Tottington, Lancashire GenealogyEdit This Page
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TOTTINGTON LOWER-END, a township, in the parish and union of Bury, hundred of Salford, S. division of Lancashire, 3 miles (N. W. by W.) from Bury; containing 9929 inhabitants, of whom 5445 are in the Upper division. The royal manor of Tottington was the successive possession of the houses of Lincoln and Lancaster. It was given to General Monk, Duke of Albemarle, for his services in restoring the Stuarts to the throne; and afterwards passed to the family of the Duke of Buccleuch, in which the Albemarle estates vested. The lords of the manor had anciently the power of imprisoning and executing criminals; and near the court-house is an eminence still called Gallows-hill. The township comprises 5038 acres, whereof 749 are moorland; and extends seven miles from north to south: the surface in the higher parts is mountainous and wild; the soil in the valleys is good, and the air pure and salubrious. Several small mines of coal suitable for steamengines are in operation, and some stone-quarries are also wrought. There are several extensive establishments connected with the cotton manufacture: among them are, the Calico Print Works, built in 1812, on the site of an ancient royal corn-mill, employing 400 hands, the property of Joshua Knowles, Esq., of Stormer-Hill House, a magistrate of the county; the Kirk-Lees printworks, belonging to Messrs. Hall and Gorton; the printworks of Mr. William Sudron; and the Leemans-Hill works. A fair is held on October 12th, for hornedcattle, horses, and pigs. The East-Lancashire railway runs on the east side of the township, passing through a large tunnel to Nuttall Mill, belonging to Messrs. Grant. The Roman Watling-street forms the boundary on the west side. A part of the township has been formed into an ecclesiastical district, of which the boundary on the north is Holcombe Brook, on the south the township of Elton, and on the west Bradshaw and Quarlton: the population included within it is about 4000. The living is a perpetual curacy, in the patronage of the Rector of Bury; net income, £150, with a house. The church, dedicated to St. Ann, was built in 1799, and is a neat stone structure, with a bell-tower, and having a gallery and organ. The tithes of the township have been commuted for £62. 5., divided between the rectors of Bury and Prestwich. There is a place of worship for Wesleyan Methodists. Thomas Nuttall in 1715 built a school and endowed it with £3 per annum, which endowment was increased with £9 per annum by Peter Barron in 1773. The Rev. Dr. Wood, Dean of Ely, and principal of St. John's College, Cambridge, a distinguished mathematician, was a native of Lower Tottington.—See Holcombe and Ramsbottom.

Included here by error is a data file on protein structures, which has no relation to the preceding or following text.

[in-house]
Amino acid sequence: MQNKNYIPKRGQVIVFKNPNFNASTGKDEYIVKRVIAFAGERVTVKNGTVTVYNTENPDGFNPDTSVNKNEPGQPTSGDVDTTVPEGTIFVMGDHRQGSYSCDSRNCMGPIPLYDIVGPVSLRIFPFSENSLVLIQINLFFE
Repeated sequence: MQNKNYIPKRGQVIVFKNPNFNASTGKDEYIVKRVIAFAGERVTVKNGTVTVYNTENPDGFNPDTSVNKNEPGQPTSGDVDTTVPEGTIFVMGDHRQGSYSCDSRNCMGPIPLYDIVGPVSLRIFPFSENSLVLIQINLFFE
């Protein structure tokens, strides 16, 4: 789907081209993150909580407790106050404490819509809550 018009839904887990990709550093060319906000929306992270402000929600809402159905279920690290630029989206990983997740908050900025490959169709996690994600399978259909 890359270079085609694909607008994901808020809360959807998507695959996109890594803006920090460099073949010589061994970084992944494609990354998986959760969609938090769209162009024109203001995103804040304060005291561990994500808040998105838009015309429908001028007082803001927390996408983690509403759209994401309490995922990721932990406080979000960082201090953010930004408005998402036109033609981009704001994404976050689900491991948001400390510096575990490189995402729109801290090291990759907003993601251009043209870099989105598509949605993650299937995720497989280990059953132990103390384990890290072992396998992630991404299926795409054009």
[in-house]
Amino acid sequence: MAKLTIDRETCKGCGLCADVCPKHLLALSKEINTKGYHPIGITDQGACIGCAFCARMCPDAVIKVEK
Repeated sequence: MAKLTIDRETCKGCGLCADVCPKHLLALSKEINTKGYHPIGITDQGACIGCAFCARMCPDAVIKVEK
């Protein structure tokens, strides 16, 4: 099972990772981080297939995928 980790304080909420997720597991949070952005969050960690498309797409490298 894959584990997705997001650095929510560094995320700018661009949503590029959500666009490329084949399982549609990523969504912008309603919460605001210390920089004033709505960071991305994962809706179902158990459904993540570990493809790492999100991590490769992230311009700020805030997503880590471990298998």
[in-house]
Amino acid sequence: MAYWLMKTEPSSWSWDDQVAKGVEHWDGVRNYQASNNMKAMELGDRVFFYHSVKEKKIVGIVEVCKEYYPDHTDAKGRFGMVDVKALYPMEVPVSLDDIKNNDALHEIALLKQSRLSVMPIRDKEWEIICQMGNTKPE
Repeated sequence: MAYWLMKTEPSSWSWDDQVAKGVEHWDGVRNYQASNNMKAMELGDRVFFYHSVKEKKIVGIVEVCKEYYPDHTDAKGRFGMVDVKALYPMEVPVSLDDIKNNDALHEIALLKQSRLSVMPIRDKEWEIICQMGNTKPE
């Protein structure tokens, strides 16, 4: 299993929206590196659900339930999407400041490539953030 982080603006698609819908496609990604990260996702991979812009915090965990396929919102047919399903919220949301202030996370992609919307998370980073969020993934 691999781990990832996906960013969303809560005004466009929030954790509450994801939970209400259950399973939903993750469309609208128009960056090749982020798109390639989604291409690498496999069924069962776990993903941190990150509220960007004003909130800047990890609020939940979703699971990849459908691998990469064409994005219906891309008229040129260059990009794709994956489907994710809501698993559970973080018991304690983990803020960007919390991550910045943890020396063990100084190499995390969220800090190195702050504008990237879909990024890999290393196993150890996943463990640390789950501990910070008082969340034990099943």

From: A Topographical Dictionary of England by Samuel Lewis (1848), pp. 380-386. URL: http://www.british-history.ac.uk/report.aspx?compid=51351 Date accessed: 31 July 2010.
Birth, marriages and deaths were kept by the government, from July 1837 to the present day. The civil registration article tells more about these records. There are several Internet sites with name lists or indexes. A popular site is FreeBMD.
Include here information for parish registers, Bishop’s Transcripts and other types of church records, such as parish chest records. Add the contact information for the office holding the original records. Add links to the Family History Library Catalog showing the film numbers in their collection
Include an overview if there is any unique information, such as the census for X year was destroyed. Add a link to online sites for indexes and/or images. Also add a link to the Family History Library Catalog showing the film numbers in their collection.
Records of wills, administrations, inventories, indexes, etc. were filed by the court with jurisdiction over this parish. Go to Lancashire Probate Records to find the name of the court having primary jurisdiction. Scroll down in the article to the section Court Jurisdictions by Parish.
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http://www.british-history.ac.uk/report.aspx?compid=53015 British History Online Tottington